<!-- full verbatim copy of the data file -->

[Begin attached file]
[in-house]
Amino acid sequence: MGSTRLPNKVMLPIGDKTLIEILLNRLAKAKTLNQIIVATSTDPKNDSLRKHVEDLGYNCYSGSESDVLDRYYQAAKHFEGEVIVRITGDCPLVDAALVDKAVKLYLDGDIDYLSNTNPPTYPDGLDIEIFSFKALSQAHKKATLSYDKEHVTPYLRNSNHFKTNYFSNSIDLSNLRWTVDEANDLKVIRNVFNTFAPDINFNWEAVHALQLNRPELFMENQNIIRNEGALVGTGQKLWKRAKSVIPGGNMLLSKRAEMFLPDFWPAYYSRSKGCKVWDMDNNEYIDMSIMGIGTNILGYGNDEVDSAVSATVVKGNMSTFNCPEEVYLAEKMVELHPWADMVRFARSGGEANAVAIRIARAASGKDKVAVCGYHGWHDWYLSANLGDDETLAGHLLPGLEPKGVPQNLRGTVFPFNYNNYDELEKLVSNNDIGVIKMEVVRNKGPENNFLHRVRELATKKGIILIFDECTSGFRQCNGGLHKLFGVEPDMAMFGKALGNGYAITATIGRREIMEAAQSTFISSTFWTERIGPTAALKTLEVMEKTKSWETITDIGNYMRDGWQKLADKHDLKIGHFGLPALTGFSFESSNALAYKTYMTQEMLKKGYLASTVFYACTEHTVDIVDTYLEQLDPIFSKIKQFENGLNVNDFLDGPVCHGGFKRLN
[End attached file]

[in-house]
Amino acid sequence: MGSTRLPNKVMLPIGDKTLIEILLNRLAKAKTLNQIIVATSTDPKNDSLRKHVEDLGYNCYSGSESDVLDRYYQAAKHFEGEVIVRITGDCPLVDAALVDKAVKLYLDGDIDYLSNTNPPTYPDGLDIEIFSFKALSQAHKKATLSYDKEHVTPYLRNSNHFKTNYFSNSIDLSNLRWTVDEANDLKVIRNVFNTFAPDINFNWEAVHALQLNRPELFMENQNIIRNEGALVGTGQKLWKRAKSVIPGGNMLLSKRAEMFLPDFWPAYYSRSKGCKVWDMDNNEYIDMSIMGIGTNILGYGNDEVDSAVSATVVKGNMSTFNCPEEVYLAEKMVELHPWADMVRFARSGGEANAVAIRIARAASGKDKVAVCGYHGWHDWYLSANLGDDETLAGHLLPGLEPKGVPQNLRGTVFPFNYNNYDELEKLVSNNDIGVIKMEVVRNKGPENNFLHRVRELATKKGIILIFDECTSGFRQCNGGLHKLFGVEPDMAMFGKALGNGYAITATIGRREIMEAAQSTFISSTFWTERIGPTAALKTLEVMEKTKSWETITDIGNYMRDGWQKLADKHDLKIGHFGLPALTGFSFESSNALAYKTYMTQEMLKKGYLASTVFYACTEHTVDIVDTYLEQLDPIFSKIKQFENGLNVNDFLDGPVCHGGFKRLN